Met my friend Lannie and her kids at the San Diego Natural History Museum in Balboa Park to see “Titanic: The Artifact Exhibition.” Even though photography was not allowed I enjoyed it immensely. They took great effort to add as many stories to the artifacts as they could, to make the presentation a lot more personally relatable for the attendee. I’ve been lucky enough to see very similar Titanic exhibits at both the Queen Mary in Long Beach as well as at the Luxor in Las Vegas, but fortunately a lot of the items exhibited here were still new to me. The exhibit displayed dishes, clothing, jewelry, currency, kitchen pots, toiletries, glasses, and even pieces of the Titanic itself, including engine room machinery, a porthole, light fixtures, and a metal deck chair support.
Going in we were given boarding pass cards describing a certain passenger that we were supposed to be. At the very end of the walk-through exhibit you try to find the name of your passenger on a large, wall-mounted list and discover whether you survived the sinking or not. I was third class passenger William Arthur Lobb, a 30-year old engineer from Scranton, Pennsylvania who worked for the Lackawanna Railroad and who was traveling with his wife, Cordelia. Unfortunately, neither I, nor my wife Cordelia, survived the disaster. Bummer.
After finishing that exhibit Lannie wished to see the terrific “All That Glitters” gem and mineral exhibit in the basement. This was my third time seeing this one and we went through it fairly quickly.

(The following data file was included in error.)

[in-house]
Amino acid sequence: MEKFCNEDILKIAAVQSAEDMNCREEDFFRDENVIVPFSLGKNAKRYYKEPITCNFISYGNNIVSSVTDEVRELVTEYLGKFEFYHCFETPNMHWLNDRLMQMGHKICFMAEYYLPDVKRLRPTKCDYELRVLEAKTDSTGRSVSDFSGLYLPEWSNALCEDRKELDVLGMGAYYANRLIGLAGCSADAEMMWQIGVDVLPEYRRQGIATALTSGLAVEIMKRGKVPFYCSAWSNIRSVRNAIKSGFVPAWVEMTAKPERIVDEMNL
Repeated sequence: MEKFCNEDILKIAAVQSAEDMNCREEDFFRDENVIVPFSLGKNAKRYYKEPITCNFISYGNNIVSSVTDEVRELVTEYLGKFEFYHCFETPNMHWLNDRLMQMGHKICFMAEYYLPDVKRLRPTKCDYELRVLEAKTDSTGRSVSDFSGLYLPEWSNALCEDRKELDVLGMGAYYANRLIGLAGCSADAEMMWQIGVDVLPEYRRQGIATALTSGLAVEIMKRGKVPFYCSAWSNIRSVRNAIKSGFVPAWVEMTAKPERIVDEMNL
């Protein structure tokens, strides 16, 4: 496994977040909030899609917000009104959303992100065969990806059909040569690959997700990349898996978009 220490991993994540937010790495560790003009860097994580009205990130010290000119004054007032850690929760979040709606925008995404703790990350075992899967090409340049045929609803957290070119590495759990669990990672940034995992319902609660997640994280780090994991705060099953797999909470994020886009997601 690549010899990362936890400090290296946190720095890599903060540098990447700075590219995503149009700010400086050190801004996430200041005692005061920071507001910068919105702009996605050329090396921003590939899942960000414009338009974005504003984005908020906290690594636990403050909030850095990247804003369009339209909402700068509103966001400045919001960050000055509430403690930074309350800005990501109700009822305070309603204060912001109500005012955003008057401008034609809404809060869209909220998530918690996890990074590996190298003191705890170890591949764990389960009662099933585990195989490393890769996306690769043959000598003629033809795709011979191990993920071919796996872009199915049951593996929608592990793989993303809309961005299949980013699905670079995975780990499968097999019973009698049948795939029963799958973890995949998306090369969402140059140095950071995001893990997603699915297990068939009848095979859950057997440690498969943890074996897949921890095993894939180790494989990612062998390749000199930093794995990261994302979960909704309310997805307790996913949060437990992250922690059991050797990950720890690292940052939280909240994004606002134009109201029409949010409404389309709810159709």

Following that, I wanted to ask one of the staff entomologists about all the butterflies migrating through San Diego County right now. After a quick phone call from the front desk, down from the upper floor offices came Michael Wall, Ph.D., the Director of the Biodiversity Research Center of the Californias and Interim Vice President of Research for the museum. Had I not met him before I would have felt a little stupid asking him about some butterflies I’ve seen flying around. But luckily he recognized me and we had a nice chat. He couldn’t answer my question but asked me to try and get photos or videos and sent him an email with the images.
With no photography allowed in the Titanic Exhibit and having already seen the gem exhibit twice before, this was a record for the least number of photos I’ve ever taken at a museum. 24 total, inside and out. And that included a shot of a survey marking showing the museum’s elevation at 287.86 ft above sea level (which I thankfully left out of this gallery).